Clockwise from left: The Bat Cave (also known as the Genzlingers’ basement); feeding time: mealworms are a favorite; a little brown bat suffering from white-nose syndrome
in a cave in Vermont in 2009. The fungus has decimated little brown bat populations.
per minute. . . . Okay, here you go.” Genzlinger opens his hand
and nothing happens. A little push and the bat flaps its wings
and glides to the ground. “Lazy butts, that’s what happens when
you’ve had too many mealworms. This guy weighs 14. 25 grams,
a bit overweight.” He picks Green Toes up and places him on a
branch; a few minutes later, the bat flies away. Better to be overweight than underweight.
By the time we get to the Winooski release site, the sun is
down, and mosquitos let us know we are close to the river. It
promises to be a good night for hunting.
All of the releases were of big brown bats, Eptesicus fuscus,
but back at the bat cave, a little brown, Myotis lucifugus, is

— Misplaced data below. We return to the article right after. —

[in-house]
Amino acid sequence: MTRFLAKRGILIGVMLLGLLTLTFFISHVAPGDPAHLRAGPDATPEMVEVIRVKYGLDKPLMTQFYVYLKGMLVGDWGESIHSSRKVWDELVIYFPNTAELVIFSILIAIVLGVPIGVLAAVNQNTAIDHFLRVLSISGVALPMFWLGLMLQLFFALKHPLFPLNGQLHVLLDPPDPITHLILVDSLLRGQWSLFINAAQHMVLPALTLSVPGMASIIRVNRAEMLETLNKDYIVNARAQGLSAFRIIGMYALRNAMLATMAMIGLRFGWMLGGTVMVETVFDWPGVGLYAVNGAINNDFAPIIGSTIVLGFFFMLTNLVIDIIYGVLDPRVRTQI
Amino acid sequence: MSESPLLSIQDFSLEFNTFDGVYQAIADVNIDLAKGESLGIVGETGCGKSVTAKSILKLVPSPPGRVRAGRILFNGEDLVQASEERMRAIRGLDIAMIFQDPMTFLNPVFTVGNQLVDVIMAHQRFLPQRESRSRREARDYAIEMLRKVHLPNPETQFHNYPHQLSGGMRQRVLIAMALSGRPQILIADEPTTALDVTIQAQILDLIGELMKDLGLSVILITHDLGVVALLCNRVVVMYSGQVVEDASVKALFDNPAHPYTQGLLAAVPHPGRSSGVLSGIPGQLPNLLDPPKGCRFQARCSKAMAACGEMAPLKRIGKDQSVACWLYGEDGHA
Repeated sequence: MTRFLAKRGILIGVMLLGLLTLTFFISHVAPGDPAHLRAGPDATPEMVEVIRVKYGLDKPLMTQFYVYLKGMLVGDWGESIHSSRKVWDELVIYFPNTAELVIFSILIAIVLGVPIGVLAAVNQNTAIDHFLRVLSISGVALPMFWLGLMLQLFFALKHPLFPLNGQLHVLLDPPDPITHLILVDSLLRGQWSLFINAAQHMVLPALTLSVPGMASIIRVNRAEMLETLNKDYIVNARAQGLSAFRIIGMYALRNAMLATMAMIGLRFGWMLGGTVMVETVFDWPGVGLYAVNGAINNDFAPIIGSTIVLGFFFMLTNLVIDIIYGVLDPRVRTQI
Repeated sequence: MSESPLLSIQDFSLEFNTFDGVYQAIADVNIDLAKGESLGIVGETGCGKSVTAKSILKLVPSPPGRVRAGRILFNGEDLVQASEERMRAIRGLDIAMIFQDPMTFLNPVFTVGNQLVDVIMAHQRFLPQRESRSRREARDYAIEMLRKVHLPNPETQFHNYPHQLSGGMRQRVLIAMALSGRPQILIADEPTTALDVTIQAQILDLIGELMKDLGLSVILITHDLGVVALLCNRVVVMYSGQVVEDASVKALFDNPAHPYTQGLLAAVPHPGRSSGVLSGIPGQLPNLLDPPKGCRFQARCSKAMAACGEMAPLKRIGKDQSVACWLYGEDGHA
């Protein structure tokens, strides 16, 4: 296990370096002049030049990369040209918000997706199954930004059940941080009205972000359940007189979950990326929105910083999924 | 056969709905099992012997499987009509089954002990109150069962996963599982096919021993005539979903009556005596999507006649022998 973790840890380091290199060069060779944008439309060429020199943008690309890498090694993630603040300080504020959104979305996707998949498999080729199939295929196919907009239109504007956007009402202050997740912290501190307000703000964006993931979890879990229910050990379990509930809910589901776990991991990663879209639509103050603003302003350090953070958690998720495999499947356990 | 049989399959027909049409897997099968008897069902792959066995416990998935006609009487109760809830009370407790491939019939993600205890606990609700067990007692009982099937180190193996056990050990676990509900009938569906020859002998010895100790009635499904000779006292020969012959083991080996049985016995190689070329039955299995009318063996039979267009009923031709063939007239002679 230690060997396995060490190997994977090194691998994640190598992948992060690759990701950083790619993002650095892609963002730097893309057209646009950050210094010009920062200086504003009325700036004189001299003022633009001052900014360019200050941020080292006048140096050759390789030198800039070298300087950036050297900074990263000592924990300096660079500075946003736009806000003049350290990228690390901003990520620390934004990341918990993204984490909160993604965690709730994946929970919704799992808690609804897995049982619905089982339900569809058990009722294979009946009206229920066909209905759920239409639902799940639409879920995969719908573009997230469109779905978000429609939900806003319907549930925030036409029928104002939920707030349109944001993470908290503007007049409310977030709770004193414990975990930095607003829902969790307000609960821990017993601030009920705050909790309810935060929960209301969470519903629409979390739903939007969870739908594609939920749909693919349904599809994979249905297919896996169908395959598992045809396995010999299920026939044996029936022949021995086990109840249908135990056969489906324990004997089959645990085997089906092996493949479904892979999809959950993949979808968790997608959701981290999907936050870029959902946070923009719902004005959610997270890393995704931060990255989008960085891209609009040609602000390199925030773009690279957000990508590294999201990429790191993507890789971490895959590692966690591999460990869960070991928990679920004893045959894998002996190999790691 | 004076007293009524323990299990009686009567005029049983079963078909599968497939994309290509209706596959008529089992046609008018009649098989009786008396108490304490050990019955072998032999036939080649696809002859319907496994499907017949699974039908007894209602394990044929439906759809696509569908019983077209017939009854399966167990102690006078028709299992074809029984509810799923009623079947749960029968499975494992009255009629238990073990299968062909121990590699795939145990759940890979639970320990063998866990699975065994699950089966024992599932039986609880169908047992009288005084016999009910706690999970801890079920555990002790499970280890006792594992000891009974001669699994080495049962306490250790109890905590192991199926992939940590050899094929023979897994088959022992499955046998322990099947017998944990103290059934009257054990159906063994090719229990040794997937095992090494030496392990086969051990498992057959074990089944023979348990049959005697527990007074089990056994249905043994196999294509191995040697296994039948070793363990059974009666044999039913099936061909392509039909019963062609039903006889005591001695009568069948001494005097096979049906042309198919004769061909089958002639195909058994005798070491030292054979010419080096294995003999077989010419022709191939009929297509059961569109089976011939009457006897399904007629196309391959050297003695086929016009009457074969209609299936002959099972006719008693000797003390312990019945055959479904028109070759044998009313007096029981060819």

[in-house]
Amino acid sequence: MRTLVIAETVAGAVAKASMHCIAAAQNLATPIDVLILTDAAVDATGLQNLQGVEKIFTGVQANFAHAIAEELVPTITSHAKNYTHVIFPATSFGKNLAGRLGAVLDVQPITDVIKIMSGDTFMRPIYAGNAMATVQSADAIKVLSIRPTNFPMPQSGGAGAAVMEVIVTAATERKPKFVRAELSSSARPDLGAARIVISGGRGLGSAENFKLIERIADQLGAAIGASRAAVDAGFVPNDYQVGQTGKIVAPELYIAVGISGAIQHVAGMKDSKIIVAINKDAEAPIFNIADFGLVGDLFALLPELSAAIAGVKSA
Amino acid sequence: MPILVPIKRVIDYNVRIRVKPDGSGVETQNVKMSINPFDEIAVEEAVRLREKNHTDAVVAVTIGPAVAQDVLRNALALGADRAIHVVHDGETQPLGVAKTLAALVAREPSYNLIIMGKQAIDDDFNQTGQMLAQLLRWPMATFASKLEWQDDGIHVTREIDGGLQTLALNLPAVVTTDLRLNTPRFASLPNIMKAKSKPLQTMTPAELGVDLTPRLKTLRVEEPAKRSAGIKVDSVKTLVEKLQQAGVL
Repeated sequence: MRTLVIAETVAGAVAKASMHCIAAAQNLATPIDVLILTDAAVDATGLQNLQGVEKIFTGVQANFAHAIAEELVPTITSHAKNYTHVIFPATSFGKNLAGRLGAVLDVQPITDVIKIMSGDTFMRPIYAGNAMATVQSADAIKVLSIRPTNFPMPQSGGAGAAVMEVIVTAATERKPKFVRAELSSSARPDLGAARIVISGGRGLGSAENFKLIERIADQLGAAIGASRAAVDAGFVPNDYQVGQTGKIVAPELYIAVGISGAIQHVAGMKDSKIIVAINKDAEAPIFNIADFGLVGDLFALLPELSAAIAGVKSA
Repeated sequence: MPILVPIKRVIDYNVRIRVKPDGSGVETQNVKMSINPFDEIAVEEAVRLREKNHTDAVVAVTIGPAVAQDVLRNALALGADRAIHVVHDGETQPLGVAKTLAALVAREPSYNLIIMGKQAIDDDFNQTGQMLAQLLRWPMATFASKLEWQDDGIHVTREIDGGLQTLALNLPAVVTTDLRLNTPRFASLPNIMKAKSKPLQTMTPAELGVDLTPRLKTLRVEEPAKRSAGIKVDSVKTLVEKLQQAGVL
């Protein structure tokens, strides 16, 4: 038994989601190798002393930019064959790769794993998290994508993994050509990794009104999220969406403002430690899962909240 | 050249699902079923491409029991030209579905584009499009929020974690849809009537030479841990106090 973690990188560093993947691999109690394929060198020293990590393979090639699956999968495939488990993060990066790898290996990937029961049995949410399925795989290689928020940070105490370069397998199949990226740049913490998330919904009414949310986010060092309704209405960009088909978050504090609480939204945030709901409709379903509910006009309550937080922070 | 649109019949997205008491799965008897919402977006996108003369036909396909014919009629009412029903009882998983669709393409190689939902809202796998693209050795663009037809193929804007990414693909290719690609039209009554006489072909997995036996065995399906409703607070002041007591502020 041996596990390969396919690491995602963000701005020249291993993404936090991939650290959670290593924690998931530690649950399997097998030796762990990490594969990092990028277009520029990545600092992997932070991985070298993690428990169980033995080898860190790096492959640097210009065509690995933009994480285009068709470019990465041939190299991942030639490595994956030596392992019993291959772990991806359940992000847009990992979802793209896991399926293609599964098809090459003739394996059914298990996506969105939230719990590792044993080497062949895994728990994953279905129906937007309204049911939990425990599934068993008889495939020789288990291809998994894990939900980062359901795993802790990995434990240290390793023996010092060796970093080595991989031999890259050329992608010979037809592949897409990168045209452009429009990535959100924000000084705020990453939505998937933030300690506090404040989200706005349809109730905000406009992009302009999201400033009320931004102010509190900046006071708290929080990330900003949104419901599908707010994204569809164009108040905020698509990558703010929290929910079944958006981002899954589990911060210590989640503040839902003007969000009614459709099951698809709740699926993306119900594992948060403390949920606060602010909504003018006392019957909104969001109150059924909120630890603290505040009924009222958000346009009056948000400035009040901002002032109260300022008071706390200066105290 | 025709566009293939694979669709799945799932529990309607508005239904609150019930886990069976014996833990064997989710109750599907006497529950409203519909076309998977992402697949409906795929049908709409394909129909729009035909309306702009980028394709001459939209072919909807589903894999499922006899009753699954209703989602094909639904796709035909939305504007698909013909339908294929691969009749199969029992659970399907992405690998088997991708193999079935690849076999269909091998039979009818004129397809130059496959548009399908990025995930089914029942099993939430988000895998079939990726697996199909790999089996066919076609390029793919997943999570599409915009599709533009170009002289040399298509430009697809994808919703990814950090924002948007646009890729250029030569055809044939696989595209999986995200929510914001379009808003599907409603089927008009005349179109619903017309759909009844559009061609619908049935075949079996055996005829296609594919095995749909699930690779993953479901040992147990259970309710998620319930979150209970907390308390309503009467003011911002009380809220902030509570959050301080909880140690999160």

recovering from white-nose syndrome. No obvious fungus on
its nose, but another condition, immune reconstitution inflammatory syndrome (IRIS), is rapidly degrading the bat’s wings.
The bat is in quarantine. The odds are not in his favor. Not
discouraged, Barry applies Lamisil spray – a fungicide – every
day, and charts the bat’s weight and eating patterns. Collecting
data is essential for guiding future practices.
A lot of things in Genzlinger’s life prepared him to become
a bat rehabilitator. There was the orphaned raccoon that he
and Mo raised while they were also raising their three children
– Barry teaching high school math, and Mo teaching kindergarten and first grade. The raccoon came and went through the
cat door and enjoyed riding off into the woods on the back of
their pet husky. Eventually, it brought home a girlfriend and,
shortly thereafter, never came back. There was the baby squirrel
Genzlinger raised and kept in a drawer in his college dorm. He
was an active Boy Scout as a kid and raced sled dogs as an adult,
so it’s not surprising that Genzlinger has found a way to stay
connected to nature.
When bats roosted in the eaves outside their first house in
Goshen, New Hampshire, and made a mess of the porch, the
Genzlingers didn’t have to find a way to coexist with the bats,
but they did. And they didn’t stop there. They built a bat house
and soon got hooked up with Bat Conservation International,
which was sponsoring a National Bat House Research Project to